If A Woman Wins A Nobel Prize Without A Peener, Does It Make A Sound?
Abhijit Banerjee and Esther Duflo from MIT won the Nobel Prize in economics today "for their experimental approach to alleviating global poverty." The married couple will share the honor with Michael Kremer from safety school Harvard. The Economic Times announced the news in a headline from 1953.
Yep, the Economic Times gave Duflo the "and the rest" treatment. The article didn't even use a photo of both her and Banerjee. They've been married since 2015. There's at least one photo of them together. Duflo is the youngest person and only the second woman to win the Nobel Prize in economics. She was offered tenure at both Princeton and Yale when she was just 30. Duflo's more than just some guy's wife. This isn't Of Mice and Men.
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You'd think newspapers would know enough by now to stop diminishing a woman's contributions to society just because she married a man. If they weren't a couple, the headline couldn't very well read Abhijit Banerjee And Chick Who's Not His Wife (But He's Working On That Shit) Win Nobel Prize.
In 2016, the Chicago Tribune identified Olympic medal winner Corey Cogdell as "wife of a Bears' lineman" in a Twitter headline.
Sure, it was only the bronze, and the Tribune at least ran a photo of Cogdell and not her husband, who I assume is a football player. But her husband didn't win shit. The actual Tribune article at least used her actual name in the headline but it still included her husband: "Corey Cogdell, wife of Bears lineman Mitch Unrein, wins bronze in Rio." Can you imagine how awkward that'll be if they get divorced? She'll have to bust out the White-Out. It's as bad as a tattoo.
Page Six once tried to cosplay as the society pages for a Newport, Rhode Island, paper from the 1940s. The one problem, other than the sexism, is I have no idea who the fuck T.J. Miller is or his wife. This story needs to stand on the news value of Kate Miller or not at all.
New York Post
The New York Post later updated the headline. It was still lousy.
T.J. Miller is an actor with his own IMDB entry and everything. Kate is an artist of dubious merit, but unlike her husband, she wasn't accused of sexually assaulting a woman in college. (MIller's "Silicon Valley" costar Alice Wetterlund recently claimed he was a bullying asshole as well.) Someone should fetch Kate some White-Out.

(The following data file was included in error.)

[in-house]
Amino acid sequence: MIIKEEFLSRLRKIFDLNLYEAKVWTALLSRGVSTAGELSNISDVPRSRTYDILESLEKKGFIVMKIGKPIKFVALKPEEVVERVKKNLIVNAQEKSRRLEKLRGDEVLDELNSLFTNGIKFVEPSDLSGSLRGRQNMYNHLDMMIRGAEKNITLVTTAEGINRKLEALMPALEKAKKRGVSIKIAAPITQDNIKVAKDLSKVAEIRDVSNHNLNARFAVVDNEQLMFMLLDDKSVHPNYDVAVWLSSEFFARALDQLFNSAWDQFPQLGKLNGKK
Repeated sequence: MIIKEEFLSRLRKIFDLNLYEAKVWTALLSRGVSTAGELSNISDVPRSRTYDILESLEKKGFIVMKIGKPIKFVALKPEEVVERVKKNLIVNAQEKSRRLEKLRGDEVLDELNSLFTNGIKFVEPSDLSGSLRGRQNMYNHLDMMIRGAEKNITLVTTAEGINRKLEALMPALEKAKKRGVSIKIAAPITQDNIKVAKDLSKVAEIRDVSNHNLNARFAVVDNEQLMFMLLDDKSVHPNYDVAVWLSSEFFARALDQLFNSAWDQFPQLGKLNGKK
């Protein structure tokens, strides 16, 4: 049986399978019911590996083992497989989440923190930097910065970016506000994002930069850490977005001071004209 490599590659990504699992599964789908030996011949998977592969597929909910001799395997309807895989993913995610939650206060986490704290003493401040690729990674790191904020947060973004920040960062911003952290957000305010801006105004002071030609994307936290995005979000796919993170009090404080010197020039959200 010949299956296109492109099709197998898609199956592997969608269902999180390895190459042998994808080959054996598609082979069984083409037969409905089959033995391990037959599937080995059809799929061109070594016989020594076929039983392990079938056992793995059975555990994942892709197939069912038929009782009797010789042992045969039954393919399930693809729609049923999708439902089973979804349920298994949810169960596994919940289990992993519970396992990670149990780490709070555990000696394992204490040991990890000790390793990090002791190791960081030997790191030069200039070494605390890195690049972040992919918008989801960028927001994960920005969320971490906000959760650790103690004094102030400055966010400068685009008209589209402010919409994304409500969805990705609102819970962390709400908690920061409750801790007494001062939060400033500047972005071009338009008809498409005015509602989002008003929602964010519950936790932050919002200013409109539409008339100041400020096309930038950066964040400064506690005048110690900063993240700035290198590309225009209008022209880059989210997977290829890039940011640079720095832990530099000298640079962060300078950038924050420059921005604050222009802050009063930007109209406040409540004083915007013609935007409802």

Ruth Graham at Slate once tried to justify this sexist nonsense. She claimed publications are objectively focusing on the more famous half of a couple so that readers will pay attention. T.J. Miller was in a Transformers movie, and not even one of the "early, funny" ones.
Anti-apartheid activist Winnie Mandela was a controversial figure unique from her ex-husband, Nelson. She still received second billing in her own obituary.
Last year, actor Gabrielle Union called out a headline that identified her solely as the lower-case "wife" of husband Dwyane Wade. He is a former professional basketball player. Wade could've hit more three-pointers than, well, someone who hit a lot of three-pointers, the star of Bring It On and Deliver Us From Eva deserves respect and proper recognition.
It seems like the only time a woman gets to ride solo from her husband is when she helps her kid cheat on college admissions exams. Then it's all about "Aunt Becky" and "Desperate Housewives."
New York Times
William H. Macy is literally in the photo with Felicity Huffman, and he's not just her side dick. She was busted for a crime directly involving their child. If I were Huffman's manager, I'd beg the New York Times for this headline: "Fargo" Star William H. Macy's Wife, Also An Actor, Gets 14-Day Prison Sentence.
Lori Loughlin's husband is fashion designer Mossimo Giannulli. He's charged along with "Aunt Becky" with money laundering and bribery. The prosecutors should want to keep him in the headlines so he knows he has to show up for the trial. I guess women get all the blame for the offenses they share with their husband. That's not how the "for better or worse" vow is supposed to work.
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Stephen Robinson is a writer and social kibbitzer based in Portland, Oregon. He's on the board of the Portland Playhouse theater and writes for the immersive theater Cafe Nordo in Seattle. Tickets are on sale now for his latest Nordo collaboration, "Curiouser and Curiouser," an adaptation of "Alice's Adventures in Wonderland" and "Through the Looking Glass." It promises to feel like an actual evening with SER (for good or for ill).